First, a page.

Certain contributors to OS have recently added insult, quite literally, to the injury Mr. Corbett has recently received from the courts for deeming creationism/creation science "superstitious nonsense" in his public school classroom. http://open.salon.com/blog/corribean/2009/05/09/dr_james_jesus_glasses_corbett One such contributor, a lawyer no less, called Corbett "arrogant," "insulting," and a "pompous dickhead." Fighting, though by no means edifying, words. Another, a self-professed logic teacher, pronounced Corbett's likening of his case to that of Socrates "a disgrace," thus bringing new standards of silliness to high moral dudgeon. Neither of these folks would be worth a second thought did they not translate their animus toward Corbett into an utterly misbegotten, yet strangely representative defense of the soon to be reversed verdict against him.
The logic teacher, ironically, best exemplifies the fallacy of the constitutional argument most frequently levelled against Corbett. He states that the only issue is whether Corbett ridiculed the" belief of his student." Um...no, there is no constitutional mandate against such ridicule. Corbett was rather sanctioned for expressing "hostility to religion" under the establishment clause, so the logical point at issue is, if Corbett in fact ridiculed his student's beliefs, do those beliefs qualify as properly religious and entitled to protection against hostility. One would have thought a logic teacher could grasp this distinction when it was presented to him, but evidently not. He responded by insisting that despite the "ambiguity" in the term creationism, the context makes clear that the relevant speech acts to be adjudicated were expressions of the student's "religious" beliefs. Now there is no special ambiguity in the term creationism, or rather the ambiguity the logic teacher discovers is but the after effect of his own imprecision in reductively identifying creationism with the belief in divine creation ex nihilo. This is important because it is precisely this imprecision or confusion that pervades the entire debate over this legal case. To relieve this confusion, to draw (or draw attention to) the necessary distinctions between faith in divine creation and creationism, is to make clear that the latter is not, in most any context, a properly religious belief, but is an ideological leveraging of a religious belief into a scientific truth-claim. Insofar as Corbett designated creationism, rather than faith in divine creation, "superstitious nonsense," he expressed hostility towards the scientific pretense given a religious belief rather than the belief itself and so stands clear of any establishment clause violation.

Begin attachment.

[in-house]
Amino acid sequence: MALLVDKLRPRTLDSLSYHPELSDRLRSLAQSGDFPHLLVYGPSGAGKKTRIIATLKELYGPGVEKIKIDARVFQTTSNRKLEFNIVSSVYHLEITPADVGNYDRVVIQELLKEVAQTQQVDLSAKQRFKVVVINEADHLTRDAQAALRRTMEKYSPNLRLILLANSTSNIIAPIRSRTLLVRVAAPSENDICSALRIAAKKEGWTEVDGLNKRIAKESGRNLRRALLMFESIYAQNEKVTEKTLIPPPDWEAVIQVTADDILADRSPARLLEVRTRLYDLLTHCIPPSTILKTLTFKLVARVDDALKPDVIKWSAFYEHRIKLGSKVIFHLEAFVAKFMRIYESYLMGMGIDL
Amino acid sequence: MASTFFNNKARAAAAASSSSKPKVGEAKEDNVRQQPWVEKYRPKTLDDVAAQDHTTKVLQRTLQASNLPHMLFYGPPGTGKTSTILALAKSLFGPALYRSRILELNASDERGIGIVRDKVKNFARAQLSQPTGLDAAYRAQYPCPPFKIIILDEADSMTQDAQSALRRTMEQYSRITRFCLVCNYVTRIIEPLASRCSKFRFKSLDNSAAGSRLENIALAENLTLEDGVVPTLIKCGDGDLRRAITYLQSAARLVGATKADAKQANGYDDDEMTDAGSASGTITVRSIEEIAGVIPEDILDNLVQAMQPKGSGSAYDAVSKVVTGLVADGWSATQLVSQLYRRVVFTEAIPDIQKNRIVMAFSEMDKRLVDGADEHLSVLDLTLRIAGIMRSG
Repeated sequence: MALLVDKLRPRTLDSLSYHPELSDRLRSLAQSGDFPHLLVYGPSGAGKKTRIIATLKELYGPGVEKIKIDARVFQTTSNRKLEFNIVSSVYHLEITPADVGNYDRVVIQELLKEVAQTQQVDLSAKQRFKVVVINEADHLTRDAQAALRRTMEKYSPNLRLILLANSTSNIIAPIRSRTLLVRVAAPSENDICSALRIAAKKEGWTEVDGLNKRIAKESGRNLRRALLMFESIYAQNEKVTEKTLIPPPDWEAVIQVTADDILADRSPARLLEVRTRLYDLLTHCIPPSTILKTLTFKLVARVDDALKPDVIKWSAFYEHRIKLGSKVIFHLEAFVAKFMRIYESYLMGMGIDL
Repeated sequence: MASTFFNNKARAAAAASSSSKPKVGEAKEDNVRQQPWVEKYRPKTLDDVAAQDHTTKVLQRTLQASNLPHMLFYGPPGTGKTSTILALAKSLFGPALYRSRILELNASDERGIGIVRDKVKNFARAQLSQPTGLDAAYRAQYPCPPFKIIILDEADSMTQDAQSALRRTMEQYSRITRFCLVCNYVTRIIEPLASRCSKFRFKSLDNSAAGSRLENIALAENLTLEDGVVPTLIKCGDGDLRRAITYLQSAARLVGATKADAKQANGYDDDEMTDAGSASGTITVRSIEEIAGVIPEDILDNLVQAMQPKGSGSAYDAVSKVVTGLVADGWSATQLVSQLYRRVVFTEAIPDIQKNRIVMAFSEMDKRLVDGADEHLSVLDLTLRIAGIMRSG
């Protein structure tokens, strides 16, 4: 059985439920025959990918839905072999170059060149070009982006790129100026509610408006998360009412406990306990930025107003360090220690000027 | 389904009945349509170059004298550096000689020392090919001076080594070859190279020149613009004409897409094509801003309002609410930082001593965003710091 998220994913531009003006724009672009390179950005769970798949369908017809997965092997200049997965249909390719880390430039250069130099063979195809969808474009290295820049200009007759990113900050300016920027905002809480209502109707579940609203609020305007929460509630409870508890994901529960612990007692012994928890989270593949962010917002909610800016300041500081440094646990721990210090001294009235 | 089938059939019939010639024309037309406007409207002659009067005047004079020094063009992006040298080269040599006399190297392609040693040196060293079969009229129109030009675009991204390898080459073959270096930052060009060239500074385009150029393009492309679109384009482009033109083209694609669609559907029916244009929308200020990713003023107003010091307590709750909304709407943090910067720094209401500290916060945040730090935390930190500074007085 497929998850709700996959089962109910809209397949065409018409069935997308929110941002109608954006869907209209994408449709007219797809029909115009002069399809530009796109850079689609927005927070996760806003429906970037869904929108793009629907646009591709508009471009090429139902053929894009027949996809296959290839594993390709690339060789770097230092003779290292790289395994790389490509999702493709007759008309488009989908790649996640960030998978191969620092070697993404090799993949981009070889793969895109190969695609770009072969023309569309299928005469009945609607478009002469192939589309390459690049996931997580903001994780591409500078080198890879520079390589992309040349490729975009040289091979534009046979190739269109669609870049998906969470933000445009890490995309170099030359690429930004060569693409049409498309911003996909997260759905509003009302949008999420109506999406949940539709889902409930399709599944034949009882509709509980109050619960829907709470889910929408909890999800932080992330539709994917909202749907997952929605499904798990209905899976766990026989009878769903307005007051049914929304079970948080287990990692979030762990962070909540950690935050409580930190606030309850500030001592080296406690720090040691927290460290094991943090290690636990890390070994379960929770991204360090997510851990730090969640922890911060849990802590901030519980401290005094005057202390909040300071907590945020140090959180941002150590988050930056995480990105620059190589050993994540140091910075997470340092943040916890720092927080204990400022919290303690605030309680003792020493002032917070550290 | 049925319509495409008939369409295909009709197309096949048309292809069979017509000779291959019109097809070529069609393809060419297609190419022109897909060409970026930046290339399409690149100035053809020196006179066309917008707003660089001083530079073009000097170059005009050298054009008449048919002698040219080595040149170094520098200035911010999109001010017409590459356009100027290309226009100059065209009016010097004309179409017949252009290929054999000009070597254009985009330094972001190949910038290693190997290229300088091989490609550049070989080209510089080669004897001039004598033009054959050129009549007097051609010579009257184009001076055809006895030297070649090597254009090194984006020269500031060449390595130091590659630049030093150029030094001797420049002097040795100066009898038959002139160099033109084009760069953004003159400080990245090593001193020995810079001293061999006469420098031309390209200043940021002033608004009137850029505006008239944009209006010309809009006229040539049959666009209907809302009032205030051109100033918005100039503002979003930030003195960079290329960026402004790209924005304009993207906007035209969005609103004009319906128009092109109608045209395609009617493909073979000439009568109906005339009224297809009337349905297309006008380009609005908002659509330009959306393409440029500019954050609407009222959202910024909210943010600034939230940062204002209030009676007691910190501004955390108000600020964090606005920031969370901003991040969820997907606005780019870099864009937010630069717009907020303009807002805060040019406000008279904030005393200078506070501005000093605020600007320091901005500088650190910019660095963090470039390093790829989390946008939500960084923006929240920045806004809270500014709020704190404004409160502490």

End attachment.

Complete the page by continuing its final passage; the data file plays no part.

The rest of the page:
Allow me to illustrate by way of St. Anselm. Anselm was an immensely holy fellow of the medieval church. That he believed in the existence of God is beyond dispute. Were he magically transported to a contemporary public school classroom to find his belief in a Diety mocked by the teacher, he would, and he should, have a winning lawsuit against said mocker. But St. Anselm went a step further. He articulated a metaphysical proof of the existenceof God, a deductive set of propositions intended to substantiate in strictly (onto) logical terms that for which there could and can be no certain knowledge. To whit,
- God exists in our understanding. This means that the concept of God resides as an idea in our minds.
- God is a possible being, and might exist in reality. He is possible because the concept of God does not bear internal contradictions.
- If something exists exclusively in our understanding and might have existed in reality then it might have been greater. This simply means that something that exists in reality is perfect (or great). Something that is only a concept in our minds could be greater by actually existing.
- Suppose (theoretically) that God only exists in our understanding and not in reality.
- If this were true, then it would be possible for God to be greater then he is (follows from premise #3).
- This would mean that God is a being in which a greater is possible.
- This is absurd because God, a being in which none greater is possible, is a being in which a greater is possible. Herein lies the contradiction.
- Thus it follows that it is false for God to only exist in our understanding.
- Hence God exists in reality as well as our understanding
In so doing, Anselm shifted his discourse from an expression of religious faith to a philosophical defense of that faith (indeed, this is known as the philosophical proof of God). Were his followers, the Anselmites, to advance his "philosophical proof" in the contemporary public school classroom, a teacher could denounce this Anselmism as "superstitious nonsense' with full constitutional impunity. (I happen to share Anselm's faith and find his proof intriguing rather than nonsensical, but that is as beside the point as the lawyer and logic teacher's distaste for the abrasive pedagogical method of Mr. Corbett). Insofar as the proof makes a claim upon philosophical coherence, viability, truth etc, it opens itself, constitutionally speaking, to charges of nonsense, superstition and worse. Anslem has left the building, if you will, of religiously protected belief and entered the fields of intellectual combat.